Saturday, March 30, 2013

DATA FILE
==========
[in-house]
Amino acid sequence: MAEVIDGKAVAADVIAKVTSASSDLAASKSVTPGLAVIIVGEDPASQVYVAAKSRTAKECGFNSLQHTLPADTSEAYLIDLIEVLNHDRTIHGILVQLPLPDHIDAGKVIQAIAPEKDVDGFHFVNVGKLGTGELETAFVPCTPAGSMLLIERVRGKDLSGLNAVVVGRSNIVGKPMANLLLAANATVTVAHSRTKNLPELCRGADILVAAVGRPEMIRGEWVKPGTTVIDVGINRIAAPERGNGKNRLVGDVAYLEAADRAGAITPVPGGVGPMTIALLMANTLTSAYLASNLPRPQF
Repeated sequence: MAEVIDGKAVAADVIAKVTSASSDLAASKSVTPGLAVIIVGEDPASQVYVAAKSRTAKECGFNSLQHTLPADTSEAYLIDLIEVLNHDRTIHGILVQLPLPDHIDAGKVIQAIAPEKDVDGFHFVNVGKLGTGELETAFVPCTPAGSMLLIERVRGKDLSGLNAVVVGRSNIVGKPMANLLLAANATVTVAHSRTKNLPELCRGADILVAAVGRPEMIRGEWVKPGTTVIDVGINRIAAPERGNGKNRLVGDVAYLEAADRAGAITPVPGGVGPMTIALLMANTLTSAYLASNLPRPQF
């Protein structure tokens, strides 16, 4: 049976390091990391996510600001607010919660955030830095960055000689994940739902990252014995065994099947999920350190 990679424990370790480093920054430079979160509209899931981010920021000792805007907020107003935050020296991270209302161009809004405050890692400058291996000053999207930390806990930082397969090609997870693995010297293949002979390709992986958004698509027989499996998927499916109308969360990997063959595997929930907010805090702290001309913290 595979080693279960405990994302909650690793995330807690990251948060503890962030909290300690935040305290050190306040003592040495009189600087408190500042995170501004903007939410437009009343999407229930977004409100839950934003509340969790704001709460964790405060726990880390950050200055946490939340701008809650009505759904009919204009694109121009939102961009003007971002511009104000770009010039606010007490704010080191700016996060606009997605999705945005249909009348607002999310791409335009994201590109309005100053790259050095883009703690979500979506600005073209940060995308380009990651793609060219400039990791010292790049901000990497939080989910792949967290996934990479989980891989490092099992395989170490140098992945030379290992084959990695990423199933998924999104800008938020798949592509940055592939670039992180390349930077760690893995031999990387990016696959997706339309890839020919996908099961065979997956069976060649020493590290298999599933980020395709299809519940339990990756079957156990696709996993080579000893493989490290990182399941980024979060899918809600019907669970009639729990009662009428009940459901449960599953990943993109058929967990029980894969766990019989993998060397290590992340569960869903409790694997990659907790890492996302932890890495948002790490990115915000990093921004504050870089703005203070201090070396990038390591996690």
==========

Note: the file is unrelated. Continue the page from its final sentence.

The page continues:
According to a new survey commissioned by the Stanford Woods Institute for the Environment and the Center for Ocean Solutions, the majority of Americans support efforts to increase the resilience of coastal communities to extreme events and climate change. The survey found that 82% of individuals thought preparations should be made in advance of future events rather than waiting to clean up after the fact. A majority also favored specific adaptation options like improving building codes and blocking development in vulnerable areas. At the same time, however, opinions regarding other types of adaptation options including sea walls, beach nourishment, and shoreline vegetation were more divided. In addition, while survey respondents noted a strong role for state and federal government in adaptation, when it came to questions regarding who should pay for adaptation, the majority of respondents indicated that the costs should be borne by individual households and businesses at risk and revenue should be raised through property taxes rather than income taxes.